Rare illness sickens local children

by Michelle Dillon michelle@thecherokeean.com

Three cases of Environmental Infant Botulism, a condition that results when a baby ingests specific spores that produce botulinum toxin in the large intestine, have recently been reported in East Texas. Two of which have developed in Troup.
“For reasons we do not understand, some infants get botulism when the spores get into their digestive tracts, grow, and produce the toxin,” reads a statement on the Centers for Disease Control and Prevention (CDC) website, www.cdc.gov. Symptoms of botulism, which may be observed in infants, include lethargy, poor feeding, constipation, a weak cry or poor muscle tone, also known as floppy baby. All these result from muscle paralysis caused by the toxin.

Most infant botulism cases cannot be prevented because the bacteria that causes the disease is in soil and dust and can be found inside homes even after cleaning, according to the CDC site. The only known preventative measure is to not feed honey to children 12 months or younger due to it also being a source of botulinum spores.

The condition is rare with only 141 cases reported in the U.S. in 2017, the last year for which data was available. Of those, only nine cases occurred in Texas.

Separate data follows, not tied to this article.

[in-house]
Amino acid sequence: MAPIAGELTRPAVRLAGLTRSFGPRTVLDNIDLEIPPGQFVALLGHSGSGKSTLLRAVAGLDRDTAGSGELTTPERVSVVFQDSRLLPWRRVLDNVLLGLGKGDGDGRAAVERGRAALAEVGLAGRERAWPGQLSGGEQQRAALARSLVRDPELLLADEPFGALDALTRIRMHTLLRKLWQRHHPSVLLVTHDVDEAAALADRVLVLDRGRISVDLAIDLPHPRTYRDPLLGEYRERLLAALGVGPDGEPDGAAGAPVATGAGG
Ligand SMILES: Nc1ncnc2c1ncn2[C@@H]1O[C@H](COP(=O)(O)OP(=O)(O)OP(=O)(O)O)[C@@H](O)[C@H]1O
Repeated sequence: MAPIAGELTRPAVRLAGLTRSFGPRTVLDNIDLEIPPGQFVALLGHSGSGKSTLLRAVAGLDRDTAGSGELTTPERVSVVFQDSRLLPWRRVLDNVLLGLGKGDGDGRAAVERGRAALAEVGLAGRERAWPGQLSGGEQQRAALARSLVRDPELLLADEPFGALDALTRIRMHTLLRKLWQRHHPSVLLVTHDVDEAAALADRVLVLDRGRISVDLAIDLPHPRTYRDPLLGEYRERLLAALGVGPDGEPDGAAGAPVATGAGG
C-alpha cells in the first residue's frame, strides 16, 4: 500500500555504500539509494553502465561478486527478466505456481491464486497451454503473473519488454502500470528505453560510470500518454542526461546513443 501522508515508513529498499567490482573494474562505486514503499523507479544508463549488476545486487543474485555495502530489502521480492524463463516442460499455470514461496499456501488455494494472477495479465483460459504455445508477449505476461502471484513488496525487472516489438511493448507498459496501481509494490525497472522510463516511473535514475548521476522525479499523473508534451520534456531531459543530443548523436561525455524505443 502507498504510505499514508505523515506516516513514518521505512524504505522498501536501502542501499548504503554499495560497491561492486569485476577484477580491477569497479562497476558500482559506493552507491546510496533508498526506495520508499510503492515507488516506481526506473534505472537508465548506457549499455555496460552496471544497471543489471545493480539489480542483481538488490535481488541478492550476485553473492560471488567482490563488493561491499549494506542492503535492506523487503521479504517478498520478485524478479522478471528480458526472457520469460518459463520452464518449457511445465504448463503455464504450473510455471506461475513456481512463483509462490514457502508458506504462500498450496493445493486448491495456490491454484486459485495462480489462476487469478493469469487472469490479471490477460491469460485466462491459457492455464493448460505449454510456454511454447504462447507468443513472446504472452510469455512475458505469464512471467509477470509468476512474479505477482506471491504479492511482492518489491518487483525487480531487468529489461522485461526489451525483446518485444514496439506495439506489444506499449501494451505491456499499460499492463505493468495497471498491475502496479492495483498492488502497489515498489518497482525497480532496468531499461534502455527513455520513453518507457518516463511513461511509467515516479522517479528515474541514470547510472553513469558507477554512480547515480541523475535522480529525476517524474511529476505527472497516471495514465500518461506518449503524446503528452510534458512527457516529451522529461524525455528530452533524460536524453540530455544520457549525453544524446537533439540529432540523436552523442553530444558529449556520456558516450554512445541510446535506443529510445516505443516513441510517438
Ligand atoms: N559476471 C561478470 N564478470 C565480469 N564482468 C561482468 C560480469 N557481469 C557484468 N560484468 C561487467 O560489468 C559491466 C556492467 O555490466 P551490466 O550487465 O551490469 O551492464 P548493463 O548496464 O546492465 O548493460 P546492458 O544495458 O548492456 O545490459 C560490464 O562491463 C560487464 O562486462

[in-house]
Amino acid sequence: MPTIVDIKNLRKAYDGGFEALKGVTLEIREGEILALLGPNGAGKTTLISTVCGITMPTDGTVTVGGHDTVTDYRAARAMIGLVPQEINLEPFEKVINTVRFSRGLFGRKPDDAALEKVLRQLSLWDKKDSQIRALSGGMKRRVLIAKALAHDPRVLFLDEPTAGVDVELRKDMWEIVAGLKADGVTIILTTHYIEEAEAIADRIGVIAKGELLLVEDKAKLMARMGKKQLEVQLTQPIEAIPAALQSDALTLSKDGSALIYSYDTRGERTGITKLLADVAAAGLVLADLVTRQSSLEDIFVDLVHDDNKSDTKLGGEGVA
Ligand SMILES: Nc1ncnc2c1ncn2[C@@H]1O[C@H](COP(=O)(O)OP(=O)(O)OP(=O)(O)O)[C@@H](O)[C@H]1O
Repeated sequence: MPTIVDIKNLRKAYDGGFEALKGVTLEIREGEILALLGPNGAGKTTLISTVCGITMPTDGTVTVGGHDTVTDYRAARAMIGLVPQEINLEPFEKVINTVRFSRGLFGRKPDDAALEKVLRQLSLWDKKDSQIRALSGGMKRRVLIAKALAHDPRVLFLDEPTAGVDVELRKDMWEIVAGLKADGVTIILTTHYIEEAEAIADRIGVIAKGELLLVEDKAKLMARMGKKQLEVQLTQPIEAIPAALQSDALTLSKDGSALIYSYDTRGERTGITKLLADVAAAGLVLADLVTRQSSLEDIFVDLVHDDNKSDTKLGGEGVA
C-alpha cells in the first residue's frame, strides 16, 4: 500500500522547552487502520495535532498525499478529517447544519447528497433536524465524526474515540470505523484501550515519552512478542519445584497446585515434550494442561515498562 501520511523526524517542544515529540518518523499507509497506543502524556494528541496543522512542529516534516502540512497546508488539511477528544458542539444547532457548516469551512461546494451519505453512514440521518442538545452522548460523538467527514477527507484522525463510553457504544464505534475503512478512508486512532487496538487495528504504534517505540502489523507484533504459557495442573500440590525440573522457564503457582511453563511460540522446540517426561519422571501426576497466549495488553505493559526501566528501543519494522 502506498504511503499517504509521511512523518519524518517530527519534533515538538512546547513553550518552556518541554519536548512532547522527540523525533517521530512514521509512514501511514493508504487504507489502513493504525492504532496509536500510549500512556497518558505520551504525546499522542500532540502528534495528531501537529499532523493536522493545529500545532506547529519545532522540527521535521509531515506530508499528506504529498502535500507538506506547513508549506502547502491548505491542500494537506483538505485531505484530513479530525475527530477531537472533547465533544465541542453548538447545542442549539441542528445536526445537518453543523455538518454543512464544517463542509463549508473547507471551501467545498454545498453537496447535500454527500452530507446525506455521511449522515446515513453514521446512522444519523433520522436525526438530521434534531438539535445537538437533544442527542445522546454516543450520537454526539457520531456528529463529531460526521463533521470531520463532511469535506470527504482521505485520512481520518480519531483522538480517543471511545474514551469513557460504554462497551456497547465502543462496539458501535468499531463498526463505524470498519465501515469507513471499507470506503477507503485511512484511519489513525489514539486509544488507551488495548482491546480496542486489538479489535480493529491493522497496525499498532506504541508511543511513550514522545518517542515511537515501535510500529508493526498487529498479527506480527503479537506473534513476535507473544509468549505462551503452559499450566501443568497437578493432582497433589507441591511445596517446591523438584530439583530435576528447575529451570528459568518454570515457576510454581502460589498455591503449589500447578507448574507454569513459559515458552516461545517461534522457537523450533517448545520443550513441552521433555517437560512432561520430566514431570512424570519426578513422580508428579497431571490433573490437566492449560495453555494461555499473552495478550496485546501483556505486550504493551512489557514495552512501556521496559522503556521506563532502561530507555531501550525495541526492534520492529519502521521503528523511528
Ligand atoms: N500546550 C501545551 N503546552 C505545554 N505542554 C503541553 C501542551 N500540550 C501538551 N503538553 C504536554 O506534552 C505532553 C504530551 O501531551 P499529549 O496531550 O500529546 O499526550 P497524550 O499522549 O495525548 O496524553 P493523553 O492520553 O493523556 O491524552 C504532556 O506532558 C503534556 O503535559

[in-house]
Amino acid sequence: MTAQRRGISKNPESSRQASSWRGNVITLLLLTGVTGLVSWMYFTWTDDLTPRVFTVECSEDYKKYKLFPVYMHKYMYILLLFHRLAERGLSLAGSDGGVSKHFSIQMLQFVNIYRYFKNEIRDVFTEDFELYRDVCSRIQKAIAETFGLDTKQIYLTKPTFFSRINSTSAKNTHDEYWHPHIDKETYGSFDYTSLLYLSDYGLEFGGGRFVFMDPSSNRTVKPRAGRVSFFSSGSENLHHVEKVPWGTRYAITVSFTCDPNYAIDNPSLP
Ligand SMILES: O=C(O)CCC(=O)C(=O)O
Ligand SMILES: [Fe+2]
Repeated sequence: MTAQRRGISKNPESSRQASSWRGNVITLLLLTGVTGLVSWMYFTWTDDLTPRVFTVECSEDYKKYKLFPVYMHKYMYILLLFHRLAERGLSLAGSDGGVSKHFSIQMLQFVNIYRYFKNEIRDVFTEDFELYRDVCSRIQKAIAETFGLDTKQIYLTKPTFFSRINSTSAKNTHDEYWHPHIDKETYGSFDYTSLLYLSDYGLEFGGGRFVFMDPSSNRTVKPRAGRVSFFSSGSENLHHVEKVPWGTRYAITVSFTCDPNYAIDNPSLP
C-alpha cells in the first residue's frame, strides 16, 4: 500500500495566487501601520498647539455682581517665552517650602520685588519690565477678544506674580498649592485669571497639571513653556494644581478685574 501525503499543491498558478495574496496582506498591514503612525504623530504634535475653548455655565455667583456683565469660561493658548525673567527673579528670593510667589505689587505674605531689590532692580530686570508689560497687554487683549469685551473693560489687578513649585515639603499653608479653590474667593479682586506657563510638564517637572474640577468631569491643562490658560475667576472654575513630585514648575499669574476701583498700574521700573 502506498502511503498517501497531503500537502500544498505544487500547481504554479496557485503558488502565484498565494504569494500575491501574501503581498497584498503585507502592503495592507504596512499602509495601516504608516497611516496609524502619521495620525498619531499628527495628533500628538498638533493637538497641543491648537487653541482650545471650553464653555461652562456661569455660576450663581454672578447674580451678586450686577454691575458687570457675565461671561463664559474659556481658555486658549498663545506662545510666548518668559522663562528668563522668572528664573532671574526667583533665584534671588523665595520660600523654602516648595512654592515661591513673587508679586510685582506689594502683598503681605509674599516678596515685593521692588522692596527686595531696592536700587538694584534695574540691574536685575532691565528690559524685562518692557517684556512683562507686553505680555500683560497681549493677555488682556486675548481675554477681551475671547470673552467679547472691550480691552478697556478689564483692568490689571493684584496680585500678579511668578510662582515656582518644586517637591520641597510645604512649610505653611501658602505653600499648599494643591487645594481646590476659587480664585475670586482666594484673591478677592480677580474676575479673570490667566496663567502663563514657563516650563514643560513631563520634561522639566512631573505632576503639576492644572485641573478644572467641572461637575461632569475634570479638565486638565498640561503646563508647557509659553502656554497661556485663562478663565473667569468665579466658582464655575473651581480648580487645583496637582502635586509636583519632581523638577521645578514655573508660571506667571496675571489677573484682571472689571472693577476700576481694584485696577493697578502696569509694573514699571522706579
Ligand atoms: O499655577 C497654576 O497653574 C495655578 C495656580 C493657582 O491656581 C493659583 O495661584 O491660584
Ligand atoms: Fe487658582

The rarity of the illness isn’t likely to soothe those whose family members have contracted it. With the few cases each year in Texas, a correct diagnosis may not immediately be determined as in the case of Sheila Santiago’s grandson, Andrew.

Santiago reported Andrew had always had issues with gas and occasional constipation, so when he became constipated again it was not a serious concern. She consulted with a doctor who suggested prune juice be added to his formula. It wasn’t until he wouldn’t eat for two or three feedings in a row that she became more concerned and took Andrew to an emergency room in Jacksonville. Numerous test results failed to diagnose the problem and the baby continued to deteriorate. Doctors were initially going to send him home, but he was ultimately transferred to Children’s Medical in Dallas.

At Children’s, Andrew became unable to swallow. It was determined he needed to be moved to the Intensive Care Unit (ICU). Though it would take three weeks for tests to confirm the infant had botulism, the doctors requested to treat him for the illness stating if he didn’t have the illness, the medication would not harm him.

Currently the treatment for infant botulism is a drug called BabyBIG, available only through the California Department of Public Health. While the anti-toxin BabyBIG does not reverse paralysis caused by botulism, it does halt the progression, according to the CDC.

While recovery may take weeks to months, infant botulism patients can expect full and complete recovery, according to the California Department of Health Services.

Santiago reports her grandson has been given a prognosis of 100 percent recovery though he currently has a night nurse and requires a variety of therapies.

Although it was difficult for her to relive all Anthony had suffered, Santiago still posted his story online.

“It was hard for me to relive, but the reason I did it was because I want to educate people and to know that it is okay to advocate for your kids. I understand the tests were all negative, but if your kid still is not acting right, it’s okay to stand up and advocate for them. It’s okay if you have to take them to another facility. If you have to get another opinion, it’s okay to do that because you are the one who knows your kid the best.”